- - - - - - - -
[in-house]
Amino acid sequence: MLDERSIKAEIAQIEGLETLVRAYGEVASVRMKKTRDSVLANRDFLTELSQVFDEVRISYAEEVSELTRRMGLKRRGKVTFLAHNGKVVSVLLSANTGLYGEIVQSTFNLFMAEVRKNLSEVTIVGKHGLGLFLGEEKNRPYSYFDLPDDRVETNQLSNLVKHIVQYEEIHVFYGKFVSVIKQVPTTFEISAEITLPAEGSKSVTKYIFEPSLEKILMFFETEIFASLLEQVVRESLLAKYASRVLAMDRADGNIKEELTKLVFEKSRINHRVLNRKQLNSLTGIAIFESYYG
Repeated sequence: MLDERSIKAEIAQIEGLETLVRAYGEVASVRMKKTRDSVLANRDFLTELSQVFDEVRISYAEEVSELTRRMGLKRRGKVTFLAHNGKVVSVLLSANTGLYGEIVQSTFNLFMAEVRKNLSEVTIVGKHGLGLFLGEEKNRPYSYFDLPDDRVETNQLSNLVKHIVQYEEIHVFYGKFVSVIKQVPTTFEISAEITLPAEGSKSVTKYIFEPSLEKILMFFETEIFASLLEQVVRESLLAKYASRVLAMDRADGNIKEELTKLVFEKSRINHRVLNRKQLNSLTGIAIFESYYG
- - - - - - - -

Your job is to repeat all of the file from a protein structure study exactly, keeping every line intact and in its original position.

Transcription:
[in-house]
Amino acid sequence: MLDERSIKAEIAQIEGLETLVRAYGEVASVRMKKTRDSVLANRDFLTELSQVFDEVRISYAEEVSELTRRMGLKRRGKVTFLAHNGKVVSVLLSANTGLYGEIVQSTFNLFMAEVRKNLSEVTIVGKHGLGLFLGEEKNRPYSYFDLPDDRVETNQLSNLVKHIVQYEEIHVFYGKFVSVIKQVPTTFEISAEITLPAEGSKSVTKYIFEPSLEKILMFFETEIFASLLEQVVRESLLAKYASRVLAMDRADGNIKEELTKLVFEKSRINHRVLNRKQLNSLTGIAIFESYYG
Repeated sequence: MLDERSIKAEIAQIEGLETLVRAYGEVASVRMKKTRDSVLANRDFLTELSQVFDEVRISYAEEVSELTRRMGLKRRGKVTFLAHNGKVVSVLLSANTGLYGEIVQSTFNLFMAEVRKNLSEVTIVGKHGLGLFLGEEKNRPYSYFDLPDDRVETNQLSNLVKHIVQYEEIHVFYGKFVSVIKQVPTTFEISAEITLPAEGSKSVTKYIFEPSLEKILMFFETEIFASLLEQVVRESLLAKYASRVLAMDRADGNIKEELTKLVFEKSRINHRVLNRKQLNSLTGIAIFESYYG